Gene name - tudor
Cytological map position-57C8-57C9
Function - scaffolding
Keywords - oogenesis, polar granule assembly, germ cell formation
Symbol - tud
FlyBase ID: FBgn0003891
Genetic map position - 2R
Classification - tudor domain protein
Cellular location - cytoplasmic
Tudor domains are found in many organisms and have been implicated in protein-protein interactions in which methylated protein substrates bind to these domains. Evidence is presented for the involvement of specific Tudor domains in germline development. Drosophila Tudor, the founder of the Tudor domain family, contains 11 Tudor domains and is a component of polar granules and nuage, electron-dense organelles characteristic of the germline in many organisms, including mammals. This study investigated whether the 11 Tudor domains fulfil specific functions for polar granule assembly, germ cell formation and abdomen formation. It was found that even a small number of non-overlapping Tudor domains or a substantial reduction in overall Tudor protein is sufficient for abdomen development. In stark contrast, a requirement was found for specific Tudor domains in germ cell formation, Tudor localization and polar granule architecture. Combining genetic analysis with structural modeling of specific Tudor domains, it is proposed that these domains serve as 'docking platforms' for polar granule assembly (Arkov, 2006).
tud was the first member of the posterior group of genes identified in Drosophila. The hallmark of this group of maternal effect genes is their dual role in abdomen development and germ cell formation (Boswell, 1985; Thomson, 2004; Thomson, 2005). Germ cells are formed in a specialized embryonic cytoplasm, called germ plasm, which contains characteristic electron-dense organelles, the polar granules. The Tud protein is a component of polar granules (Amikura, 2001; Bardsley, 1993), and they are severely reduced in number and size in strong tud mutants (Amikura, 2001; Boswell, 1985; Thomson, 2004). Based on genetic interactions and its protein localization pattern in other mutants affecting germ plasm, tud acts downstream of oskar and vasa in germ plasm assembly (Bardsley, 1993; Ephrussi, 1992). Recently, Tud protein was shown in vitro to interact with Valois, which is a component of the methylosome in Drosophila (Anne, 2005), suggesting that Tud, like other proteins in the family, may bind to methylated substrates (Arkov, 2006).
Tudor (Tud) domains were initially identified as common protein motifs found in the Drosophila Tud protein and in other proteins from a wide variety of organisms and different kingdoms, including fungi, plants and animals (Maurer-Stroh, 2003; Ponting, 1997; Talbot, 1998). Tud domains are related to plant Agenet, Chromo PWWP and MBT domains, which together form the Tud domain 'Royal Family' (Maurer-Stroh, 2003). Tud domain proteins have been shown to interact with other proteins and efficient binding requires methylated arginine and lysine residues in the target protein (Brahms, 2001; Côté, 2005; Huyen, 2004; Kim, 2006; Sprangers, 2003). The Tud domain of the Survival Motor Neuron (Smn) protein binds directly to spliceosomal Sm proteins during spliceosome assembly (Brahms, 2001; Bühler, 1999; Selenko, 2001; Sprangers, 2003). Several Tud domain proteins have been shown to interact with modified histones. In particular, 53BP1 has tandem Tud domains that bind histone H3 on methylated Lys79 and this may be a molecular device for the recognition of DNA double-strand breaks during checkpoint responses (Huyen, 2004). Subsequently, Tud domains of several proteins were shown to bind to histones H3 and H4 (Huang, 2006; Kim, 2006). The recently identified structure of the N-terminal domain of the Fragile X Mental Retardation Protein (Fmrp) revealed two repeats of a Tud domain, and one of these domains was shown to interact with methylated lysine and with an Fmrp nuclear-interacting protein, 82-FIP (Ramos, 2006). Structural analysis of Tud domains from different proteins revealed that these domains can either fold into a single barrel-like structure composed of five ß strands (Selenko, 2001) or form an intertwined structure consisting of two Tud domains (Huang, 2006) (Arkov, 2006).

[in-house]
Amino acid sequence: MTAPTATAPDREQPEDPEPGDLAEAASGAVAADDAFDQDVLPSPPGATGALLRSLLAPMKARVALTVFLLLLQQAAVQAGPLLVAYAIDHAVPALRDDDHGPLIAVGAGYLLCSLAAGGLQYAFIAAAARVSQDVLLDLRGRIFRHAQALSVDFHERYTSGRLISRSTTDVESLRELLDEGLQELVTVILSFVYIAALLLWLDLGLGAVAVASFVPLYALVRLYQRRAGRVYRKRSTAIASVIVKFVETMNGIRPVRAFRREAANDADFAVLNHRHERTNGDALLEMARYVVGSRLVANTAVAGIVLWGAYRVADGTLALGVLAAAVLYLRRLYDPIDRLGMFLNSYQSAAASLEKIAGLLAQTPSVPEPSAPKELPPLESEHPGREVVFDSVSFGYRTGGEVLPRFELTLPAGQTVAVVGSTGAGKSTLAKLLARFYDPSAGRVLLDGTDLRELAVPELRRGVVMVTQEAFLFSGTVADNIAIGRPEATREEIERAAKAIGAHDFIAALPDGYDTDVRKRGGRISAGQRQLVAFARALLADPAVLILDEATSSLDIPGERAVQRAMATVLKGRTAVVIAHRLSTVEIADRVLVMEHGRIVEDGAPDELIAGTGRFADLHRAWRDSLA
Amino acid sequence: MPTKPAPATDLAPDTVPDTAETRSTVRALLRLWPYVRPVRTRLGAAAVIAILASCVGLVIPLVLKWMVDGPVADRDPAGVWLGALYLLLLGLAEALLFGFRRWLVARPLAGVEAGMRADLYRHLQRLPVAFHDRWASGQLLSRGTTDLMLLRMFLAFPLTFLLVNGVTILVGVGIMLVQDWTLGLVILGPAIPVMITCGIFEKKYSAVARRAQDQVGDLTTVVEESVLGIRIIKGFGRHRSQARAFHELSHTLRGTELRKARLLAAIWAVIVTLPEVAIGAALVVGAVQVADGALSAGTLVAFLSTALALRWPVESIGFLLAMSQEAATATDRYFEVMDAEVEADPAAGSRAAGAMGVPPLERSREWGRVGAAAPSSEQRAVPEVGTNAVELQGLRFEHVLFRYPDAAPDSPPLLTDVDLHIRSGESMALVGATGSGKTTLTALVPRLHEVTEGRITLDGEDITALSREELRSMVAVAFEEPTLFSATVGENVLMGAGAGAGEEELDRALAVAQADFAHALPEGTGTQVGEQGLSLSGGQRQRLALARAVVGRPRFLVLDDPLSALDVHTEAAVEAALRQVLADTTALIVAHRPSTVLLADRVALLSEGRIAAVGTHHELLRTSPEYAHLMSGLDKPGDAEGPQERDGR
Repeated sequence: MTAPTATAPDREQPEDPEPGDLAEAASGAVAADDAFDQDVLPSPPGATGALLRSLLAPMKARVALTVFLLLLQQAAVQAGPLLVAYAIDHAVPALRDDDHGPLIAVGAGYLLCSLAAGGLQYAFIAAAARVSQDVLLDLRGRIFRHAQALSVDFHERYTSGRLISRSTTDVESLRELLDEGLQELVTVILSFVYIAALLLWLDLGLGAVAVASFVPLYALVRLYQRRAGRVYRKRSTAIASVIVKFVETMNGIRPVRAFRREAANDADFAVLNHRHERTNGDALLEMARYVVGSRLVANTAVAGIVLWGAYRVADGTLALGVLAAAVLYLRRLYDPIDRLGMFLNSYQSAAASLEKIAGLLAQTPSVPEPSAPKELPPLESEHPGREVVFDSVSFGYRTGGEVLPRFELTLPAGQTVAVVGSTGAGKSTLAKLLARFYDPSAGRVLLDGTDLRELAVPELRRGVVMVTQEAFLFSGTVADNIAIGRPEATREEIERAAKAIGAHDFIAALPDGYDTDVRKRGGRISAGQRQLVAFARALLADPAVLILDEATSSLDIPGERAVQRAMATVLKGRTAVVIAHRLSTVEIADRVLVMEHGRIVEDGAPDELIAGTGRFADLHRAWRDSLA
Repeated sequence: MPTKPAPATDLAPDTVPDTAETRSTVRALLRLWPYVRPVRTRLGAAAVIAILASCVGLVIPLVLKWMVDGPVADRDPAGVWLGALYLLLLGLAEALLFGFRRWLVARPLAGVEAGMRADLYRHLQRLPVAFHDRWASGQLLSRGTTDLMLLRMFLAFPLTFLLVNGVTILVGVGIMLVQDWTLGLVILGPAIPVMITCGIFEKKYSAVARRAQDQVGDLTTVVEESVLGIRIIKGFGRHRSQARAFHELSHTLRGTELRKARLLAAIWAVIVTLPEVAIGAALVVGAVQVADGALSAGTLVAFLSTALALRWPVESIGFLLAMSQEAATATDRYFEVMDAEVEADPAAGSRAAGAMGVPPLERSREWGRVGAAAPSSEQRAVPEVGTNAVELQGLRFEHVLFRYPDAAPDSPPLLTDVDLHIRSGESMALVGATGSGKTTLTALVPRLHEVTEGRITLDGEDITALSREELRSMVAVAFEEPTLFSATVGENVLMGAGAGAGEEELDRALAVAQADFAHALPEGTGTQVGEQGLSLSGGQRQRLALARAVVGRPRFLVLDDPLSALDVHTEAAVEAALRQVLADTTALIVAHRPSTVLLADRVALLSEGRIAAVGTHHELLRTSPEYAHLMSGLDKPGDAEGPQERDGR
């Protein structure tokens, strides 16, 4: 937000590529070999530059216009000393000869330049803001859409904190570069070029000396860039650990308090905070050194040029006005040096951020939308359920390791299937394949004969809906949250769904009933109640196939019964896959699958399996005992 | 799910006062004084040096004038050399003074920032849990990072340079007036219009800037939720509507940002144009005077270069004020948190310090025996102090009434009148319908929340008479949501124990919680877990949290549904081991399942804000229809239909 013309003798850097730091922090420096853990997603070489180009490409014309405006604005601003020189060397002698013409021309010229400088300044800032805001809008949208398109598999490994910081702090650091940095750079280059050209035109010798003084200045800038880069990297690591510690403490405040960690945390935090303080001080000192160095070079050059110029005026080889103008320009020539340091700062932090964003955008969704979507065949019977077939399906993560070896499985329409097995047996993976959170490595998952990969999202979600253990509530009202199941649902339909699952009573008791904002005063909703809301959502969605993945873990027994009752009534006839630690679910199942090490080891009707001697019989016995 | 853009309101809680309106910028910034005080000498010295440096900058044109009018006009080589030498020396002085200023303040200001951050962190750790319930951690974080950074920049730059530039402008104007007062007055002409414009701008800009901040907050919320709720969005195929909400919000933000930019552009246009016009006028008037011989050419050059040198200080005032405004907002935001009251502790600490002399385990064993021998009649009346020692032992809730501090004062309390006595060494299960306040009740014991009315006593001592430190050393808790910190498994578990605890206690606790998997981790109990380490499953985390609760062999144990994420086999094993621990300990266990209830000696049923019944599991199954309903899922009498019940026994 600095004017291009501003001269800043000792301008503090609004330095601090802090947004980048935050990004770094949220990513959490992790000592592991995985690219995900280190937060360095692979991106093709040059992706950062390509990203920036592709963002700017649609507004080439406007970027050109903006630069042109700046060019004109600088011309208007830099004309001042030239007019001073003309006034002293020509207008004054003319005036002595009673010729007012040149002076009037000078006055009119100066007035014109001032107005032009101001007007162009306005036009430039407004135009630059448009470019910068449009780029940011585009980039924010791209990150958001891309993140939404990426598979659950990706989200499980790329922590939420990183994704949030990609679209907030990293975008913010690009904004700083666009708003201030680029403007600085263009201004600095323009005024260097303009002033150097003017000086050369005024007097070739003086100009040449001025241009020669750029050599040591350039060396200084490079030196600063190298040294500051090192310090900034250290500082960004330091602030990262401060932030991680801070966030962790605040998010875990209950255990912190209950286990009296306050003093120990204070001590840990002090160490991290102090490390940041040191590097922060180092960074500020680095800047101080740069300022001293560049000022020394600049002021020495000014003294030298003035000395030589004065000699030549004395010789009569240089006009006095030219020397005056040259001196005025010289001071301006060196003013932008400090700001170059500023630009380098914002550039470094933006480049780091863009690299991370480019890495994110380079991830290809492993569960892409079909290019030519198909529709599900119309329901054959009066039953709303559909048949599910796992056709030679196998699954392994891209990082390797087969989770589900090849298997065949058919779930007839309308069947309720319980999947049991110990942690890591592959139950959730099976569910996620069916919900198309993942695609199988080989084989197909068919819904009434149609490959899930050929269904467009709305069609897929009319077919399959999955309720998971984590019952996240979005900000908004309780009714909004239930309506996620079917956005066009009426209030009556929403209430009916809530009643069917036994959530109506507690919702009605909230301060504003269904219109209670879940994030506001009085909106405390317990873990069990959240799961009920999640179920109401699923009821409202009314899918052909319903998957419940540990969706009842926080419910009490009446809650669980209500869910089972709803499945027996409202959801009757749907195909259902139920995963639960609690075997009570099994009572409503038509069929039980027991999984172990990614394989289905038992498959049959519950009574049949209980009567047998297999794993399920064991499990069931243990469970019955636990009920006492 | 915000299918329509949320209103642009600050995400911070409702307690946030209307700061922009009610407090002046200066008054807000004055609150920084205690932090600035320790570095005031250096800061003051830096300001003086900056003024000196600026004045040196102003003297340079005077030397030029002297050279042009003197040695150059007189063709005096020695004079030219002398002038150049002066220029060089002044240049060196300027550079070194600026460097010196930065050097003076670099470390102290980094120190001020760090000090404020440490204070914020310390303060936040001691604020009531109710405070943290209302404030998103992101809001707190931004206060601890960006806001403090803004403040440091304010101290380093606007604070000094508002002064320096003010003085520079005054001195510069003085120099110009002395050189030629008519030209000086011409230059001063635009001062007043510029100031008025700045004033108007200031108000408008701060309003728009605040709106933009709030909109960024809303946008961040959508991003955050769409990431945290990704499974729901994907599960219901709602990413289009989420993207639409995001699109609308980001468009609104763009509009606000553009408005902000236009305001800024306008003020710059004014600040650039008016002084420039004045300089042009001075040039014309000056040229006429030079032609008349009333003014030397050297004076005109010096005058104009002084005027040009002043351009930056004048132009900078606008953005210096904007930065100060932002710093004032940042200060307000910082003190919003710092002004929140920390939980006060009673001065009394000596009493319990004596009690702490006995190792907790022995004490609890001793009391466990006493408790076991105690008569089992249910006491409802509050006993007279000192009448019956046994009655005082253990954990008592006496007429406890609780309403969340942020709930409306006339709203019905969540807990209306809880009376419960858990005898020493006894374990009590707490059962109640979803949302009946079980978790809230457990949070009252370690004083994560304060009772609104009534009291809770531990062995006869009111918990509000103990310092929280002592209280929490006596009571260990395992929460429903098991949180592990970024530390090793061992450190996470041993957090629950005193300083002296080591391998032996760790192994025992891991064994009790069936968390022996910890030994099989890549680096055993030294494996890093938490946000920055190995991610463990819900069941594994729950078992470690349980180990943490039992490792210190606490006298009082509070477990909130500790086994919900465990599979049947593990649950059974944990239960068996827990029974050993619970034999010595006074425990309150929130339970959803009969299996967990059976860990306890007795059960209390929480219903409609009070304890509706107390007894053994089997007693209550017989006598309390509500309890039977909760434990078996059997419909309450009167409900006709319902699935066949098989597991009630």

Phenotypical analysis of tud mutants revealed abdomen-patterning defects, suggesting that tud is involved not only in germline specification but also in abdomen formation (Boswell, 1985). However abdomen defects are not seen in all of the RNA null mutant embryos (Thomson, 2004), demonstrating that tud is not absolutely required for formation of the abdomen. A likely reason for abdomen development defects is the reduced localization of nanos (nos) RNA (Thomson, 2004; Wang, 1994) and the decreased amount of Nos protein (Gavis, 1994) in tud mutant embryos (Arkov, 2006).
Drosophila Tud protein contains 11 Tud domains (Talbot, 1998) and, until now, their function in germ cell specification or abdomen formation remained unknown. Slow progress on understanding Tud was in part due to the large size of the protein, which consists of 2515 amino acids (Golumbeski, 1991). As a result of an extensive screen designed to find mutants with germ cell formation defects, 15 new tud alleles were obtained. Characterization of these alleles, as well as the analysis of transgenic lines expressing Tud versions lacking different Tud domains, provided the first evidence for the involvement of specific Tud domains in germline development and in the maintenance of polar granule architecture. On the basis of the structural analysis of Tud domains, it is proposed that the germline specification and architecture of polar granules are dependent on specific protein-protein interactions between these domains and other polar granule components (Arkov, 2006).
Sequence analysis of tud mutants demonstrates that mutations within a single Tud domain can cause a mutant phenotype. This suggests either that single Tud domains act in concert to provide full function, or, alternatively, that specific Tud domains may have specific functions. Tud is required for both abdomen and germ cell formation (Boswell, 1985). Tud function in abdominal development is mediated via its role in nos RNA localization and translation (Gavis, 1994; Wang, 1994). Because tud is a strict maternal effect gene, embryos derived from females mutant for a particular allelic combination will be referred to as 'mutant embryos'. In strong tud mutant embryos, nos RNA localization to the posterior pole is reduced when compared with the wild type, and Nos protein synthesis is decreased (Gavis, 1994; Thomson, 2004; Wang, 1994). However, in contrast to other genes that affect germ plasm assembly, such as oskar or vasa, Tud protein is not absolutely necessary for nos RNA localization and translation, since females carrying a tud null mutation produce embryos with some nos RNA localization, and 15% of these embryos develop into normally segmented larvae (Thomson, 2004). By contrast, Tud function is absolutely required for germ cell formation, since embryos from females mutant for any of the strong alleles lack germ cells (Boswell, 1985; Thomson, 2004; Arkov, 2006 and references therein).